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MLB: How Should We View Hall of Famers from the "Steroid Era"?

Yesterday Paul Leume wrote a piece on Jeff Bagwell and whether it even mattered if he did steroids or not with regard to the MLB Hall of Fame.

There are those out there that feel,"what's the big deal, so many people were doing it that the playing field leveled itself." Others feel that there should be a "Hall of Shame" for those who did PED's because even if it were true that the playing field leveled itself, it didn't level the stats versus the previous generations. Then there are some that just feel it was cheating period and they shouldn't get in.

But can we really ignore the leaders in the record books? Looking at Paul's post I note that 9 out of the top 50 home run hitters of all time have already been found to use steroids. That's 18%! Just one more guy (is there any reason to believe there isn't at least one more) and 1 of every 5 on the list used PED's!

Paul brought up a great point, can we really distinguish between those who played in that era who have been found to use them and those who have not? Everyone who is now a known user was presumed innocent until we caught them. How many Jose Canseco's are there that came out and told us without being caught first, two or three? So what does that mean, the burden is on us to obsessively snoop around in the personal lives of these guys until every last one is found out?

By now it's assumed by all (I think) that the likes of Ken Griffey Jr. and Derek Jeter are most certainly clean right? I mean really, can anyone here imagine if it turned out that Jeter and Griffey took steroids? What would happen to baseball if the two most pure players to take the field in the era were found to have used PED's?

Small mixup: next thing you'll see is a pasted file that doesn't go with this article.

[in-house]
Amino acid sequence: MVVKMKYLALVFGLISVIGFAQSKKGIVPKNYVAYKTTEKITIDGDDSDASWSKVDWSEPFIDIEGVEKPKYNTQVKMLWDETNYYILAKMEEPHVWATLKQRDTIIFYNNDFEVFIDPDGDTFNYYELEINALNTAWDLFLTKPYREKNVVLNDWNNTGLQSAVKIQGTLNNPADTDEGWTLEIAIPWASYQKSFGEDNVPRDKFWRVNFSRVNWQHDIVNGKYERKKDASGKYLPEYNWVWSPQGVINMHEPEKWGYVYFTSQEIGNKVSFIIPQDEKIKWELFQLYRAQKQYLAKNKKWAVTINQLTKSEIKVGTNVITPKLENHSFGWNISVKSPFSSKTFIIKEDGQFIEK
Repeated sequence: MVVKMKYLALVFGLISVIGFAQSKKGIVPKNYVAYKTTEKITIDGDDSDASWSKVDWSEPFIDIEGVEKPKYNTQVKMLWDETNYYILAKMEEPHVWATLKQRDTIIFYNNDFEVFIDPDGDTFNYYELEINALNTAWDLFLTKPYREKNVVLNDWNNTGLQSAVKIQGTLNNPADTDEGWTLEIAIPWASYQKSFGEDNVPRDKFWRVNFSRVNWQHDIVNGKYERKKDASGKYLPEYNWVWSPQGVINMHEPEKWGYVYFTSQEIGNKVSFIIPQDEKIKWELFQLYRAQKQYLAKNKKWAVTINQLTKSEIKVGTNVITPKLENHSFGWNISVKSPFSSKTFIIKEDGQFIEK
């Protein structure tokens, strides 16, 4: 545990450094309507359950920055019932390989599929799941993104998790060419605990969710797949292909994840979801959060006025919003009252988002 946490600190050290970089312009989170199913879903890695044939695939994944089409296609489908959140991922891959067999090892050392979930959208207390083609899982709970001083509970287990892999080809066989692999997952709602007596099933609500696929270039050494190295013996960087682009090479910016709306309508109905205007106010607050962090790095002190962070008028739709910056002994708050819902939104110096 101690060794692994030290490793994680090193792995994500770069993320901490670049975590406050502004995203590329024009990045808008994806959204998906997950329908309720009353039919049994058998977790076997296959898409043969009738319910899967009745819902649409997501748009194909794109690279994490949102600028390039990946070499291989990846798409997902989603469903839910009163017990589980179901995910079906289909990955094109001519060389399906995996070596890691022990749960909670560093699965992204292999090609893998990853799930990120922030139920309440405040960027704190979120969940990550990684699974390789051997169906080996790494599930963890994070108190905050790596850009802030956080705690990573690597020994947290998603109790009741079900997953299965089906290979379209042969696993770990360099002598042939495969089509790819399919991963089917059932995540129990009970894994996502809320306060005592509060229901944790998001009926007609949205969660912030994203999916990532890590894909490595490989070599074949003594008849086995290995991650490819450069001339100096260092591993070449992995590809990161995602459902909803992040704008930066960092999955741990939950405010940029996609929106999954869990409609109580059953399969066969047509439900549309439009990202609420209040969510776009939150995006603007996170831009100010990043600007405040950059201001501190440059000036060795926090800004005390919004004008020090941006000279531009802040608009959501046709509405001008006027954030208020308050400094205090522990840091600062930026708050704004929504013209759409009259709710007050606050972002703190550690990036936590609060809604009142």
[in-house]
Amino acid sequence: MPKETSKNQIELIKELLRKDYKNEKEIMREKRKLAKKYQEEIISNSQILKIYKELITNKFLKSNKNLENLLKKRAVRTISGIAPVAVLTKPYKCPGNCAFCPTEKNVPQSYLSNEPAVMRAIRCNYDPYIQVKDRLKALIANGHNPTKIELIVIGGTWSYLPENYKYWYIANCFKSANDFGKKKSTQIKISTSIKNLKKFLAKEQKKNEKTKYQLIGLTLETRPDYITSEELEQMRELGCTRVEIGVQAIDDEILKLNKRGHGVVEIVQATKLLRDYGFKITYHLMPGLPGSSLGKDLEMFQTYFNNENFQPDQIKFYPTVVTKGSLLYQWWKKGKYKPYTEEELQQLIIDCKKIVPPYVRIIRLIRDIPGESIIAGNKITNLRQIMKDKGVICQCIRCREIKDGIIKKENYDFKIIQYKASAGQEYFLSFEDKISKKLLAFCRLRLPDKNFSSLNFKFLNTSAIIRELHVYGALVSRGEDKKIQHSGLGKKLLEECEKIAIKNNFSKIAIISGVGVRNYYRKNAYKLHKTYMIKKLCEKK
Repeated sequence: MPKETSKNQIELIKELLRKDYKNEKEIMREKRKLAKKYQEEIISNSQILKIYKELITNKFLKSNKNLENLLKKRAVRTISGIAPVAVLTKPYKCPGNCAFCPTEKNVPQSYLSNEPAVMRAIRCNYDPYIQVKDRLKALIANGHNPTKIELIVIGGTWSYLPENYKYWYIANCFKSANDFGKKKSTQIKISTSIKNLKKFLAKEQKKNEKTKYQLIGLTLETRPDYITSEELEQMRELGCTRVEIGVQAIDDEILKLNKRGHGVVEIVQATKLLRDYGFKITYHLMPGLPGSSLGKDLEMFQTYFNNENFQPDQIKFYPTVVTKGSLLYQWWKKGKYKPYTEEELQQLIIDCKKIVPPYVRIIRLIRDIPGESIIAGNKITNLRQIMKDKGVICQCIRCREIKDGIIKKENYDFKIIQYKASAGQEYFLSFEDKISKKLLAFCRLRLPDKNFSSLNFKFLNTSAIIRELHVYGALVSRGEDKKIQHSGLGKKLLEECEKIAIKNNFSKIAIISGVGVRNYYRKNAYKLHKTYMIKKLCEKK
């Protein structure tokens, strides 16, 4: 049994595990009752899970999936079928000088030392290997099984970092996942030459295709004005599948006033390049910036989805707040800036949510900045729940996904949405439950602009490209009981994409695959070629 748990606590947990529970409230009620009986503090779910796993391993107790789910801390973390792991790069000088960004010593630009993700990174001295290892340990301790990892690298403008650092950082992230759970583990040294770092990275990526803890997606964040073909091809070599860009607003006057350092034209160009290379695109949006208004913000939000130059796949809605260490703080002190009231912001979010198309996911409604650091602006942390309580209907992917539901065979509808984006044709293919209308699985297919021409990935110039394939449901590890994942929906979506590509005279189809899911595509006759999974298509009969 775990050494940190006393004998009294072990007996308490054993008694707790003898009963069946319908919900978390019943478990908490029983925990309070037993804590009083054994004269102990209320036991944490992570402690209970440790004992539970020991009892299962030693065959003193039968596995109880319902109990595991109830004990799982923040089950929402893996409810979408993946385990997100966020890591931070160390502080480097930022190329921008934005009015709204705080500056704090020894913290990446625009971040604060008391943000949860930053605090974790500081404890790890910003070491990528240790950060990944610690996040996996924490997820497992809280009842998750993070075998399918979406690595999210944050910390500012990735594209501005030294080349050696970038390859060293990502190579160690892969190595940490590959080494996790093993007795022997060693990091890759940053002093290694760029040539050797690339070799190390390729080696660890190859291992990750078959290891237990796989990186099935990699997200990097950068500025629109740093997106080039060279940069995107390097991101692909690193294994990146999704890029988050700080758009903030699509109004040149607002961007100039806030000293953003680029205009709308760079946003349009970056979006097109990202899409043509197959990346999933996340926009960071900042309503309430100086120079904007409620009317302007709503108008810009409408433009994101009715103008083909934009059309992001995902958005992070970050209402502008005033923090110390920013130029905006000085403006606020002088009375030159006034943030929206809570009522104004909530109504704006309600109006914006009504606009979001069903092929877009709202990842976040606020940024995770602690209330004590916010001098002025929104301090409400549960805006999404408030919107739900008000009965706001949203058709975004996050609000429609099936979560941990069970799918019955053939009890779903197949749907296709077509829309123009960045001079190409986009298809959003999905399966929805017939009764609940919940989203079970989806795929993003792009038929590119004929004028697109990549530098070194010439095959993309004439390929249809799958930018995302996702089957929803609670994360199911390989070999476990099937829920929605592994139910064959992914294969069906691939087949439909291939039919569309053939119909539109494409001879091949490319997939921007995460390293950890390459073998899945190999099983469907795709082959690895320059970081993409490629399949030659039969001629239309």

For argument sake, let's just say that people have been poking around in Ken Griffey's business for the last ten years trying to come up with something; anything. Ok, so people try and try and they come up with nothing, nada, zilch, zippo, he's clean. Let's say those same people are doing the same thing to Mike Piazza and in year eleven, it turns out that there is proof that Piazza actually did take PED's (I'm not saying he did, this is a hypothetical). Well what does that say about Griffey? Piazza was able to keep in a secret for ten years, why couldn't Griffey have? Do we not think that there are players who took PED's ten years ago that haven't been found out yet?

I don't know who took steroids and who was clean and neither do you. Anyone who says for certain that they know someone juiced or they know someone was clean merely has an opinion. So how do we deal with this? Is there a statute of limitations whereby after X amount of time we presume a guy clean?

As one Hall of Fame voter put it, "For the Jeff Bagwell's of the world, where we have no proof that they took steroids, are we still doing the innocent until proven guilty thing? Because that's getting old...."

Yes this is America and everyone is innocent until proven guilty, but perhaps they should change that to "innocent until proven guilty except for in baseball." This innocent until guilty thing clearly isn't working as we are routinely being made fools of ourselves as each new person is being found to have used. So what do we do? Every time we walk that way to school we get punched in the face by the bully. Do we just keep taking that same path to school? At some point to we start taking a different route to get to school? Do we stop going to school altogether?

We'd like to know how you fell about the topic. In the eyes of you, the reader, is everyone truly innocent until they are proven guilty? If you say yes, do you change your opinion if Jeter and Griffey turn out to have juiced? - Mike Cardano

Mike is the founder of Around the Horn Baseball & Xtra Point Football.

Email Mike @ or follow him on Twitter at MC3SportsMedia

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